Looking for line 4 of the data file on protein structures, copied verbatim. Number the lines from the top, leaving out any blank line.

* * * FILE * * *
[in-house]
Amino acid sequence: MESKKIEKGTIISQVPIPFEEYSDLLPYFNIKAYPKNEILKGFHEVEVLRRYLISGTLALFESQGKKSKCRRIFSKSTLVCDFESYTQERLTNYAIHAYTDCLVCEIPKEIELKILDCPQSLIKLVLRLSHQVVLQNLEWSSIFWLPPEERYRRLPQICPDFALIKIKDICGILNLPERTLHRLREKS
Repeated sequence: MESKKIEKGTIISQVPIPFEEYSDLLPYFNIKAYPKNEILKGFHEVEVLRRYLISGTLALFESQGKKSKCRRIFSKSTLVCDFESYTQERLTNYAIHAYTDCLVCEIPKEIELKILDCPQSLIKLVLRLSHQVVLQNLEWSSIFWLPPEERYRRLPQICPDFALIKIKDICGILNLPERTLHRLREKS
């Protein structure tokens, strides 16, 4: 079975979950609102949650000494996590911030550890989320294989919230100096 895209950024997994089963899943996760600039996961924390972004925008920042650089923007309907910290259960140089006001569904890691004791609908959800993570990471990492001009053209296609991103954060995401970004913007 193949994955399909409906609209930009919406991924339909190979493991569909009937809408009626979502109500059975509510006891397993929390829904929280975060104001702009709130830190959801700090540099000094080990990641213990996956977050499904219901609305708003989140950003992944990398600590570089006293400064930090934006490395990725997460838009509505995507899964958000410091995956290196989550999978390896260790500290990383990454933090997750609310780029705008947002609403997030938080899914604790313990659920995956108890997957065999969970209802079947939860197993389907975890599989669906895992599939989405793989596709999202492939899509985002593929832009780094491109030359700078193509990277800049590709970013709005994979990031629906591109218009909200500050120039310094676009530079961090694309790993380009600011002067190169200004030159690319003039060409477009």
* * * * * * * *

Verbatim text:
């Protein structure tokens, strides 16, 4: 079975979950609102949650000494996590911030550890989320294989919230100096 895209950024997994089963899943996760600039996961924390972004925008920042650089923007309907910290259960140089006001569904890691004791609908959800993570990471990492001009053209296609991103954060995401970004913007 193949994955399909409906609209930009919406991924339909190979493991569909009937809408009626979502109500059975509510006891397993929390829904929280975060104001702009709130830190959801700090540099000094080990990641213990996956977050499904219901609305708003989140950003992944990398600590570089006293400064930090934006490395990725997460838009509505995507899964958000410091995956290196989550999978390896260790500290990383990454933090997750609310780029705008947002609403997030938080899914604790313990659920995956108890997957065999969970209802079947939860197993389907975890599989669906895992599939989405793989596709999202492939899509985002593929832009780094491109030359700078193509990277800049590709970013709005994979990031629906591109218009909200500050120039310094676009530079961090694309790993380009600011002067190169200004030159690319003039060409477009």